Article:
Friday, 24 August 2012

Darwin Syndrome

There is a website dedicated to people who have done idiotic things and have died in the process... The Darwin Awards...    [this Video is the 2012 winner].  
But today I found a Peacock butterfly caterpillar that deserves it's place in the Darwin Awards record....

Most choose sensible places to hang around for the pupal stage... like these.

Tucked safely away behind a spider's web...

But occasionally the brain-cell must have "gone fishing".... look at this fellow...

This is the start of the process... yesterday.
Look at the top right... it should show where it has hung itself.

Yes... it has attached itself to a petal on a Pelargonium
A down-to-earth move!

He's going to drop off soon!

But all is immaterial... look closer at the above picture of the pupa and you will see that he's got visitors.

Two small parasitic wasps looking for a soft spot!
The old skin is bunched up at the top.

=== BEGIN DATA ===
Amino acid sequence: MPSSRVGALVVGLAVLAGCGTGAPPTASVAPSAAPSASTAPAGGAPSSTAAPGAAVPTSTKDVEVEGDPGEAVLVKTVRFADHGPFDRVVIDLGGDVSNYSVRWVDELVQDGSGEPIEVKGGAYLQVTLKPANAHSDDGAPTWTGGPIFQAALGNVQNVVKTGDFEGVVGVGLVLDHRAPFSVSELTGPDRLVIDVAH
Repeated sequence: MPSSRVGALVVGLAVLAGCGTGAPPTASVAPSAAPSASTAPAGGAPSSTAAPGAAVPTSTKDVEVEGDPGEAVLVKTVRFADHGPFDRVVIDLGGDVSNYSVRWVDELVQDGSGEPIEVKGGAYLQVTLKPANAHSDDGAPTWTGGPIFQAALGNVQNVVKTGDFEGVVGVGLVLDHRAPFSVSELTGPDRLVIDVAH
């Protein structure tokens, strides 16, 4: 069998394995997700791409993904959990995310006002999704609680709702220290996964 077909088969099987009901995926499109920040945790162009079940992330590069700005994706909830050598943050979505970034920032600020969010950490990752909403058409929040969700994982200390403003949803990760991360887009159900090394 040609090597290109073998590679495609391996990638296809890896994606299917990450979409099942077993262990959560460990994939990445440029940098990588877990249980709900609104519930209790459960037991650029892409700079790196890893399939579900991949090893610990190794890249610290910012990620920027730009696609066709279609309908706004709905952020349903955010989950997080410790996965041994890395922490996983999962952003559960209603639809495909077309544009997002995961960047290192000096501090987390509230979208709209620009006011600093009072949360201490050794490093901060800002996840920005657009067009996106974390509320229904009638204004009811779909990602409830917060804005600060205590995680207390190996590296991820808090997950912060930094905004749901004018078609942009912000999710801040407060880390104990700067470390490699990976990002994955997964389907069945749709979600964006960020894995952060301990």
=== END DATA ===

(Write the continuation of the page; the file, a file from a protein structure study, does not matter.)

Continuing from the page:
Even the one that was behind the spider's web isn't safe....

The ovipositor is indicated by the red arrow.
This is the caterpillar on the right of the first photo.

Susan of Days on the Claise and Loire Valley Nature will probably be able to furnish the name of the wasp and I'll update the entry from her comment.

This is the email that Susan sent: "Based on some quick internet research, your parasitoid wasp is the Chalcid (Pteromalidae) Pteromalus puparum. They are widely used as a biocontrol for Pierids and are known to go for Vanessids (like Peacocks and Admirals) as well. They only lay in newly formed soft chrysalises."


Susan said...

You over estimate my powers :-) Small parastic wasps - damn near impossible even if you are an expert. Find me something being parasitised by a fly and I will happily ID it though.

Do you want me to ask on the HymIS forum what it is likely to be. (The answer is likely to be 'can't tell from photo, could be any number of similar species, including a few unknown ones.')

Susan said...

PS. some very nice reportage there. The HymIS guys might be interested in that.

Susan said...

As it turns out, this was easier to ID than I thought. It is probably Pteromalus puparum.